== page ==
As the air quality standards continue to remain under debate, homeowners can protect themselves and their loved ones by investing in a medical-grade home air purifier. A unit such as the IQAir HealthPro Plus Air Purifier can reduce the presence of indoor air pollutants.

  • Washington-backed air pollution plan proposed to slow climate change

    A Washington-led plan to cut soot and other air pollution has gained the support of seven other nations. According to senior U.S. officials, the effort is being made to "buy time" and develop a solution to the world’s growing pollution problem, Reuters reports.

    Seven countries have formally backed the plan - Britain, Denmark, Finland, France, Germany, Italy and Jordan. The U.S.-led Climate and Clean Air Initiative has increased membership since the plan was initiated in February 2012.

    "If we are able to do this we could really buy time in the context of the global problem to combat climate change," said Jonathan Pershing, U.S. deputy special envoy for climate change, according to the news source.

    As global warming continues to worry world leaders, strategies are being crafted to reduce soot pollution, heat-trapping methane, ground level ozone and HFC gases. These and other common toxins have a direct impact on air quality in a region. According to the experts, air pollution may be responsible for about six million deaths a year.

    Homeowners concerned about the impact of air pollution on their direct health can invest in IQAir HealthPro Plus HEPA Air Purifiers. The medical-grade machines can reduce the presence of common toxins indoors and help keep residents happy and healthy.

  • New energy plants could increase air pollution

    The Chesapeake Energy company may soon build new compressor stations in Ohio County, The Herald-Star reports. The business is seeking permission  from the West Virginia Department of Environmental Protection’s Division of Air Quality to release several pollutants from four of its Ohio County well sites. The DEP plans to approve the permit requests but is allowing the public to discuss the project and bring up any potential concerns. Each site will have slightly different pollution standards. According to the news source, the requirements depend on the type of particulate matter being produced at each location.

    "The West Virginia Department of Environmental Protection has primacy to regulate air emissions from all industries, including oil and gas operations, to protect public health and the environment. Chesapeake works with the agency on a regular basis to comply with, and usually exceed, the requirements," Stacey Brodak, Chesapeake's senior director of corporate development, told the news source.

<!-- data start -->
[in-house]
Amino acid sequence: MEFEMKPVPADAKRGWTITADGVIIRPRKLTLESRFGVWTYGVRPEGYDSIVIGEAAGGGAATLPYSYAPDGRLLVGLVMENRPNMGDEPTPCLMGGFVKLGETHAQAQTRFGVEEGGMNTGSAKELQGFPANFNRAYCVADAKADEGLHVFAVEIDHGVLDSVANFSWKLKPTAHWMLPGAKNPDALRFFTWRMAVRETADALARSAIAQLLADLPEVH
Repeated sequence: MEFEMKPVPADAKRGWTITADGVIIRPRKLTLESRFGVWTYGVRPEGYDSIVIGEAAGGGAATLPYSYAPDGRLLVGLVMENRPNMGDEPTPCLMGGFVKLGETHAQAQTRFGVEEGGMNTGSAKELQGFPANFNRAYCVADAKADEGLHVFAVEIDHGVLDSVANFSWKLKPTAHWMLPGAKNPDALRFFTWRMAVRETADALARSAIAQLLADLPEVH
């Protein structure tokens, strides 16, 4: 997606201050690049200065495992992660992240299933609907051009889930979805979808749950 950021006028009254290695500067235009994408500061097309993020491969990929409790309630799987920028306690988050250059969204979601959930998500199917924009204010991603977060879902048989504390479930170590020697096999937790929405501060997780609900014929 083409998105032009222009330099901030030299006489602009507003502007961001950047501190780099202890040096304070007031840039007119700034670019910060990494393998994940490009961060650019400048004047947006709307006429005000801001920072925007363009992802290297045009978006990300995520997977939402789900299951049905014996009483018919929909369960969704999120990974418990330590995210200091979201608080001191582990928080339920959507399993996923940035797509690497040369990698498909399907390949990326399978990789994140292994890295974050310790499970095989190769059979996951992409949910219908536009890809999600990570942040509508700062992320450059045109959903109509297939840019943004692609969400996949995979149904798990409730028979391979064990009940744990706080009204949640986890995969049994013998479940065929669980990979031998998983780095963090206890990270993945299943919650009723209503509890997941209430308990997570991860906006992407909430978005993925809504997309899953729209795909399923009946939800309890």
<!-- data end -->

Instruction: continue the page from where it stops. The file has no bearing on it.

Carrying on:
Homeowners concerned about impact compressor stations and energy-source development sites can invest in a home air purifier. IQAir Air Purifiers can reduce the presence of toxic air pollutants. In addition, the high-quality device can remove common respiratory aggravators such as pollen, dust and mold.

  • Company fined for failing to meet air quality standards

    State and federal agencies are serious about curbing air pollution levels across the United States. Chevron USA Inc. will pay a civil penalty of $231,875 following a settlement over the organization’s alleged violations of air pollution laws, Legal Newsline reports.

    The Department of Environmental Protection and the U.S. Protection Agency filed complaints against the business that claimed the Perth Amboy asphalt refinery violated state and federal air quality standards. The fine may be all that is needed to ensure the corporation invests in the new technology required to reduce pollution output.

    "We are committed to working with DEP to ensure compliance with New Jersey's air quality and other pollution control laws," Attorney General Jeffrey S. Chiesa said in a statement, according to the news source. "This collaborative effort is critical to protecting our environment and preserving the quality of life of New Jersey residents."

    Homeowners in the vicinity of plants can invest in a home air purifier to reduce the presence of particulate matter indoors. IQAir HealthPro Plus HEPA Air Purifiers can improve the air quality within a home, which will support a more healthy lifestyle for everyone in the family.